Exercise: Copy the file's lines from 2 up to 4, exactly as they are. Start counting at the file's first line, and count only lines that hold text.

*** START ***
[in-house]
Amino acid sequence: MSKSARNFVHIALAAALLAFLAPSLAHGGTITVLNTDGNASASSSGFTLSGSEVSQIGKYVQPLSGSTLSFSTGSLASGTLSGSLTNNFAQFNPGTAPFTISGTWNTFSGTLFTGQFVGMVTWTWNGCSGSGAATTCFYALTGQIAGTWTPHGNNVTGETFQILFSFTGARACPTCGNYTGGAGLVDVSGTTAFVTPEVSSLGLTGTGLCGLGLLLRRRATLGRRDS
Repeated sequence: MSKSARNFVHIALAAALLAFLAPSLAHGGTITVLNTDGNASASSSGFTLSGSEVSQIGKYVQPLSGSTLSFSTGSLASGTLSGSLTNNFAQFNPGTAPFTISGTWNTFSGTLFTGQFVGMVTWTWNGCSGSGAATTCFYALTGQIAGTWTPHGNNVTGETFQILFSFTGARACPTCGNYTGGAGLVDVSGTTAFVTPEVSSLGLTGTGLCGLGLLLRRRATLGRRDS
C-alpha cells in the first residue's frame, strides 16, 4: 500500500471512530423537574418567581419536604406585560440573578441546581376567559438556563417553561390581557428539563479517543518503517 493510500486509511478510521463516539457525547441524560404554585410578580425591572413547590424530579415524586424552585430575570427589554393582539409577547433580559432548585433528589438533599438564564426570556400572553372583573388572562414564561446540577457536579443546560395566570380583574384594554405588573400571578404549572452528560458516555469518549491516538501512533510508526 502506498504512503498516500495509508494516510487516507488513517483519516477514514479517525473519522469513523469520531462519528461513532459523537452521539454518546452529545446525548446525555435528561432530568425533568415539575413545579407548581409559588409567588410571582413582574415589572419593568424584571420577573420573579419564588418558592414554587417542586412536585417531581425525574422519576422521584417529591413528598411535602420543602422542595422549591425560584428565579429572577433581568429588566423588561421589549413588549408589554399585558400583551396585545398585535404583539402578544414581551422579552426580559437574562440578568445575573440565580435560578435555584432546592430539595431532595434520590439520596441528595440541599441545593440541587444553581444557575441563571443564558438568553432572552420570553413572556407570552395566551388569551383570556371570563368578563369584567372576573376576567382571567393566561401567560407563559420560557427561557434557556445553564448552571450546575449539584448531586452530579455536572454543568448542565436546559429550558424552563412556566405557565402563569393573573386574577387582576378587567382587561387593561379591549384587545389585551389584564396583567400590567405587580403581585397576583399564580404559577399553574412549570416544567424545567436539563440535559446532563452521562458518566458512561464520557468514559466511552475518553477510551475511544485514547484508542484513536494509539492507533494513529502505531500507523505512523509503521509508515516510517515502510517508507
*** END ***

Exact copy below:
Amino acid sequence: MSKSARNFVHIALAAALLAFLAPSLAHGGTITVLNTDGNASASSSGFTLSGSEVSQIGKYVQPLSGSTLSFSTGSLASGTLSGSLTNNFAQFNPGTAPFTISGTWNTFSGTLFTGQFVGMVTWTWNGCSGSGAATTCFYALTGQIAGTWTPHGNNVTGETFQILFSFTGARACPTCGNYTGGAGLVDVSGTTAFVTPEVSSLGLTGTGLCGLGLLLRRRATLGRRDS
Repeated sequence: MSKSARNFVHIALAAALLAFLAPSLAHGGTITVLNTDGNASASSSGFTLSGSEVSQIGKYVQPLSGSTLSFSTGSLASGTLSGSLTNNFAQFNPGTAPFTISGTWNTFSGTLFTGQFVGMVTWTWNGCSGSGAATTCFYALTGQIAGTWTPHGNNVTGETFQILFSFTGARACPTCGNYTGGAGLVDVSGTTAFVTPEVSSLGLTGTGLCGLGLLLRRRATLGRRDS
C-alpha cells in the first residue's frame, strides 16, 4: 500500500471512530423537574418567581419536604406585560440573578441546581376567559438556563417553561390581557428539563479517543518503517 493510500486509511478510521463516539457525547441524560404554585410578580425591572413547590424530579415524586424552585430575570427589554393582539409577547433580559432548585433528589438533599438564564426570556400572553372583573388572562414564561446540577457536579443546560395566570380583574384594554405588573400571578404549572452528560458516555469518549491516538501512533510508526 502506498504512503498516500495509508494516510487516507488513517483519516477514514479517525473519522469513523469520531462519528461513532459523537452521539454518546452529545446525548446525555435528561432530568425533568415539575413545579407548581409559588409567588410571582413582574415589572419593568424584571420577573420573579419564588418558592414554587417542586412536585417531581425525574422519576422521584417529591413528598411535602420543602422542595422549591425560584428565579429572577433581568429588566423588561421589549413588549408589554399585558400583551396585545398585535404583539402578544414581551422579552426580559437574562440578568445575573440565580435560578435555584432546592430539595431532595434520590439520596441528595440541599441545593440541587444553581444557575441563571443564558438568553432572552420570553413572556407570552395566551388569551383570556371570563368578563369584567372576573376576567382571567393566561401567560407563559420560557427561557434557556445553564448552571450546575449539584448531586452530579455536572454543568448542565436546559429550558424552563412556566405557565402563569393573573386574577387582576378587567382587561387593561379591549384587545389585551389584564396583567400590567405587580403581585397576583399564580404559577399553574412549570416544567424545567436539563440535559446532563452521562458518566458512561464520557468514559466511552475518553477510551475511544485514547484508542484513536494509539492507533494513529502505531500507523505512523509503521509508515516510517515502510517508507